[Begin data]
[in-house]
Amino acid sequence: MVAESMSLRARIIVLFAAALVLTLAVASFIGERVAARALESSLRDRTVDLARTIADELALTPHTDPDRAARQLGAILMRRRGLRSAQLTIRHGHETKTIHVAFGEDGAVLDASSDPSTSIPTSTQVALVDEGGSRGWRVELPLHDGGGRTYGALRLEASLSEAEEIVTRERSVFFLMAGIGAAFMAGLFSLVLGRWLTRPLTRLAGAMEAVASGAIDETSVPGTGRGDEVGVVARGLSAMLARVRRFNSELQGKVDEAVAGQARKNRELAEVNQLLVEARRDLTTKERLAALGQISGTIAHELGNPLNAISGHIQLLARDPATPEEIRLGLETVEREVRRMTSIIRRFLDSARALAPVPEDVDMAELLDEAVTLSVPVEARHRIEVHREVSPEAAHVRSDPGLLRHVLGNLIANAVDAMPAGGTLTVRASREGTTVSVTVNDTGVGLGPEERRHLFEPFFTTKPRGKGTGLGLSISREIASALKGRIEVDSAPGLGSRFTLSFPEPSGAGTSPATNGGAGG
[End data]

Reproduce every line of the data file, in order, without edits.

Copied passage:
[in-house]
Amino acid sequence: MVAESMSLRARIIVLFAAALVLTLAVASFIGERVAARALESSLRDRTVDLARTIADELALTPHTDPDRAARQLGAILMRRRGLRSAQLTIRHGHETKTIHVAFGEDGAVLDASSDPSTSIPTSTQVALVDEGGSRGWRVELPLHDGGGRTYGALRLEASLSEAEEIVTRERSVFFLMAGIGAAFMAGLFSLVLGRWLTRPLTRLAGAMEAVASGAIDETSVPGTGRGDEVGVVARGLSAMLARVRRFNSELQGKVDEAVAGQARKNRELAEVNQLLVEARRDLTTKERLAALGQISGTIAHELGNPLNAISGHIQLLARDPATPEEIRLGLETVEREVRRMTSIIRRFLDSARALAPVPEDVDMAELLDEAVTLSVPVEARHRIEVHREVSPEAAHVRSDPGLLRHVLGNLIANAVDAMPAGGTLTVRASREGTTVSVTVNDTGVGLGPEERRHLFEPFFTTKPRGKGTGLGLSISREIASALKGRIEVDSAPGLGSRFTLSFPEPSGAGTSPATNGGAGG